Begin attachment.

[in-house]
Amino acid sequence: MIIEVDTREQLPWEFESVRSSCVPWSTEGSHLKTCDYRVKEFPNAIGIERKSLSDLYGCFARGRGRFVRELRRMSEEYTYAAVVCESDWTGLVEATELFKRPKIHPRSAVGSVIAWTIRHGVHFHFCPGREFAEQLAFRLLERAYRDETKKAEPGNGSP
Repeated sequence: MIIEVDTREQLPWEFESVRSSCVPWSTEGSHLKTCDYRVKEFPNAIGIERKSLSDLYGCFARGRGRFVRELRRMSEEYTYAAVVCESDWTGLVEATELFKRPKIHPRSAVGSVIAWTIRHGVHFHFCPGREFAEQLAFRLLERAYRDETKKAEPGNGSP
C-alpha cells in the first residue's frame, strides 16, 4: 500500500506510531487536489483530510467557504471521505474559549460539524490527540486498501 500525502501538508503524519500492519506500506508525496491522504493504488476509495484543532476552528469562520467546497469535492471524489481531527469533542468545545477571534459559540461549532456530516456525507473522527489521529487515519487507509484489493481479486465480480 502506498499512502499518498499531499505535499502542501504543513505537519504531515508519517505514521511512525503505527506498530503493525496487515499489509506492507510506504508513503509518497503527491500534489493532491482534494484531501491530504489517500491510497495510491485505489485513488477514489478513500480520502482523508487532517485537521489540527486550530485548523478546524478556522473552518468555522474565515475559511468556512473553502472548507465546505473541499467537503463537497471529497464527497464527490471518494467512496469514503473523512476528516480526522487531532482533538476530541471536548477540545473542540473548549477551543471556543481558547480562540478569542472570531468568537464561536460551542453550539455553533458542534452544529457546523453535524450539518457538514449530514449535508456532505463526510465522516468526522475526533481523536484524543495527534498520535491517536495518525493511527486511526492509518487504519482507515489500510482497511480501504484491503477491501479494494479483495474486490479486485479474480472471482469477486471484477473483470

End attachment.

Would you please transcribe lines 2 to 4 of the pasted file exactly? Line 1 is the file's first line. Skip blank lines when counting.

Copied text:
Amino acid sequence: MIIEVDTREQLPWEFESVRSSCVPWSTEGSHLKTCDYRVKEFPNAIGIERKSLSDLYGCFARGRGRFVRELRRMSEEYTYAAVVCESDWTGLVEATELFKRPKIHPRSAVGSVIAWTIRHGVHFHFCPGREFAEQLAFRLLERAYRDETKKAEPGNGSP
Repeated sequence: MIIEVDTREQLPWEFESVRSSCVPWSTEGSHLKTCDYRVKEFPNAIGIERKSLSDLYGCFARGRGRFVRELRRMSEEYTYAAVVCESDWTGLVEATELFKRPKIHPRSAVGSVIAWTIRHGVHFHFCPGREFAEQLAFRLLERAYRDETKKAEPGNGSP
C-alpha cells in the first residue's frame, strides 16, 4: 500500500506510531487536489483530510467557504471521505474559549460539524490527540486498501 500525502501538508503524519500492519506500506508525496491522504493504488476509495484543532476552528469562520467546497469535492471524489481531527469533542468545545477571534459559540461549532456530516456525507473522527489521529487515519487507509484489493481479486465480480 502506498499512502499518498499531499505535499502542501504543513505537519504531515508519517505514521511512525503505527506498530503493525496487515499489509506492507510506504508513503509518497503527491500534489493532491482534494484531501491530504489517500491510497495510491485505489485513488477514489478513500480520502482523508487532517485537521489540527486550530485548523478546524478556522473552518468555522474565515475559511468556512473553502472548507465546505473541499467537503463537497471529497464527497464527490471518494467512496469514503473523512476528516480526522487531532482533538476530541471536548477540545473542540473548549477551543471556543481558547480562540478569542472570531468568537464561536460551542453550539455553533458542534452544529457546523453535524450539518457538514449530514449535508456532505463526510465522516468526522475526533481523536484524543495527534498520535491517536495518525493511527486511526492509518487504519482507515489500510482497511480501504484491503477491501479494494479483495474486490479486485479474480472471482469477486471484477473483470